It’s estimated that there are some 80 -100 million domesticated honeybee hives in the world. As each hive can have as little as 10,000 bees and sometimes as many as 60,000 bees, that means there are 1 -2 trillion bees being kept for their food and pollination abilities. There are probably about 50% more bees living in the wild. That is a lot of bees! In the UK we have over 250 different types of bee (25 species of the bumble bee; 224 species of the solitary bee; and 1 honey bee species). Pollinators such as bees are estimated to add £600 million annually to the value of UK crops though increased yield. Bumblebees can beat their wings up to 11,500 times a minute.
Now you might by now bee beeginning to think I have beecome beesotted with bees. Well I haven’t, but bees seem to have been an ever present element of my life last week. As I walked Dylan last Monday, I came across a cloud of bees that were obviously in mid swarm, and there were thousands of them flying and buzzing over the path I was on. I am not particularly bothered by bees, but I didn’t stick around to take a photo either.
Then on Tuesday, I was privileged to be at Manchester Cathedral for the 1st Anniversary of the Manchester Attack, National Service of Commemoration. All the major political party leaders were there (including Nicola Sturgeon), and I sat five rows behind Theresa May. In real life they seemed somehow diminished, whereas HRH Prince William appeared to have real presence. All faiths were represented and the hymns chosen were just right for the occasion. Their choirs and the Strings of the Halle Orchestra played Tchaikovsky’s Serenade for Strings – Elegie as photographs of the 22 people who died were shown on big screens around the Cathedral. It was a beautiful service, set in a wonderful and ancient setting, just an hundred yards from the Arena where the attack took place.
There were 22 candles lit, each made from the many thousands of candles left in St Anne’s Square in memory of those who lost their lives. A single candle was also lit for all those that remain, the 800 people who were injured, both physically and mentally, and their families and friends, the first responders, the volunteers, and those that have worked in support of the communities in their recovery.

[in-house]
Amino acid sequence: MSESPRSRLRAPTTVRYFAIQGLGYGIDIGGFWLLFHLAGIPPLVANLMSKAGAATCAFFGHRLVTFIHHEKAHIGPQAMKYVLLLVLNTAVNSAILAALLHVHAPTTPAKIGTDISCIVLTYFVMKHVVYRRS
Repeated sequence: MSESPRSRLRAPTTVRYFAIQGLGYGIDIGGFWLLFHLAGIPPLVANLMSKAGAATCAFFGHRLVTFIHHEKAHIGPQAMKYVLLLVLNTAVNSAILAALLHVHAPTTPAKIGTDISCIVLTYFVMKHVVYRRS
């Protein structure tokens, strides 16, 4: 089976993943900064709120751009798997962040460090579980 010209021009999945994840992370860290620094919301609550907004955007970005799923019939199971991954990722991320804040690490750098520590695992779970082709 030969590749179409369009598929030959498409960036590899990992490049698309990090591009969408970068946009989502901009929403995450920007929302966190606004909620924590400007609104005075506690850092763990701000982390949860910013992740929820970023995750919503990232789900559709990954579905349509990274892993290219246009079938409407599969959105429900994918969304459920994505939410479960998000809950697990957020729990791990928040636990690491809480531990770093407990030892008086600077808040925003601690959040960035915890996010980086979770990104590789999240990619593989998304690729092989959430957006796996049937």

The worker bee is one of the best known symbols of Manchester and all its communities. First adopted during the Industrial Revolution when Manchester led the way in embracing new forms of mass production across many industries. Since that time, local brewers (Boddingtons), universities, football clubs have all over the years adopted the bee image. Likewise, if one looks carefully bees can be seen on many items of street furniture, lampposts and bollards. Following the Arena attack, the bee emblem saw a resurgence in popularity, as it became the public symbol of unity against terrorism, and the sense of community that we are #StrongerTogether. Last week in response to public request, my local park planted a bee flower arrangement as the centre piece of its floral gardens. Similar garden features can be found across the UK, and they are both a symbol of hope, of resilience, love and perhaps forgiveness too.
I end this blog with the words spoken by Rabbi Warren Elf, representing the Jewish community. His words were taken from the Yizkor Memorial Prayer:
Death has failed
You cannot inflict oblivion or eclipse existence on those who were life of our life
They live and move with us, and in us, in spheres beyond our domain
Blessed are you, Eternal God, who enables your children to remember
Teach us to live wisely and unselfishly in truth and understanding, in love and peace, so that those who come after us may likewise remember us for good, as we on this day and every day, affectionately remember those who were to us a blessing
They live with us, in our hopes, and so shall their influence continue in our children
In you, Eternal One, they are, we are, one